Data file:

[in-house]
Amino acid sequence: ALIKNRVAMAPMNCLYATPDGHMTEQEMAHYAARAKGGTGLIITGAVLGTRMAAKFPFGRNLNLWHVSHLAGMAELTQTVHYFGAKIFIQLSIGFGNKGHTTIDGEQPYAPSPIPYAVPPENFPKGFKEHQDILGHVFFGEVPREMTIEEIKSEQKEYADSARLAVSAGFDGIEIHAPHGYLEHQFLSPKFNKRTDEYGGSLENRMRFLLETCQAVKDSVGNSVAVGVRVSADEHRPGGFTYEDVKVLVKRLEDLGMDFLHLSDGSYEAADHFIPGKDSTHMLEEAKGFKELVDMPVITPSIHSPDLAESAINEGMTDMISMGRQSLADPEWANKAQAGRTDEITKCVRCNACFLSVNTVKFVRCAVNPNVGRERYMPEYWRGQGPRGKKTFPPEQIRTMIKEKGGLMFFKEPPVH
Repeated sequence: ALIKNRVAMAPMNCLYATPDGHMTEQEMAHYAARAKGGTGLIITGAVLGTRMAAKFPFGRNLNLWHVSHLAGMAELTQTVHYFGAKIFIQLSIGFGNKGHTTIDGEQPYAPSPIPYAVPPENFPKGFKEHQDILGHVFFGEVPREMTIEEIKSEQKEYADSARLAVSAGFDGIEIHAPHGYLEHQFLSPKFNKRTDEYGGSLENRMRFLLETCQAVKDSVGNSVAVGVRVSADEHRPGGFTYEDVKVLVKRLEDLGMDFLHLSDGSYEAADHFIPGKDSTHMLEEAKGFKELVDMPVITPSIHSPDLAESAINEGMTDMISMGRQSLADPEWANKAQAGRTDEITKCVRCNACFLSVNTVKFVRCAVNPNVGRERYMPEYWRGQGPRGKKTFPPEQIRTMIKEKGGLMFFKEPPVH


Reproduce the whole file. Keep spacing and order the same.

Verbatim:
[in-house]
Amino acid sequence: ALIKNRVAMAPMNCLYATPDGHMTEQEMAHYAARAKGGTGLIITGAVLGTRMAAKFPFGRNLNLWHVSHLAGMAELTQTVHYFGAKIFIQLSIGFGNKGHTTIDGEQPYAPSPIPYAVPPENFPKGFKEHQDILGHVFFGEVPREMTIEEIKSEQKEYADSARLAVSAGFDGIEIHAPHGYLEHQFLSPKFNKRTDEYGGSLENRMRFLLETCQAVKDSVGNSVAVGVRVSADEHRPGGFTYEDVKVLVKRLEDLGMDFLHLSDGSYEAADHFIPGKDSTHMLEEAKGFKELVDMPVITPSIHSPDLAESAINEGMTDMISMGRQSLADPEWANKAQAGRTDEITKCVRCNACFLSVNTVKFVRCAVNPNVGRERYMPEYWRGQGPRGKKTFPPEQIRTMIKEKGGLMFFKEPPVH
Repeated sequence: ALIKNRVAMAPMNCLYATPDGHMTEQEMAHYAARAKGGTGLIITGAVLGTRMAAKFPFGRNLNLWHVSHLAGMAELTQTVHYFGAKIFIQLSIGFGNKGHTTIDGEQPYAPSPIPYAVPPENFPKGFKEHQDILGHVFFGEVPREMTIEEIKSEQKEYADSARLAVSAGFDGIEIHAPHGYLEHQFLSPKFNKRTDEYGGSLENRMRFLLETCQAVKDSVGNSVAVGVRVSADEHRPGGFTYEDVKVLVKRLEDLGMDFLHLSDGSYEAADHFIPGKDSTHMLEEAKGFKELVDMPVITPSIHSPDLAESAINEGMTDMISMGRQSLADPEWANKAQAGRTDEITKCVRCNACFLSVNTVKFVRCAVNPNVGRERYMPEYWRGQGPRGKKTFPPEQIRTMIKEKGGLMFFKEPPVH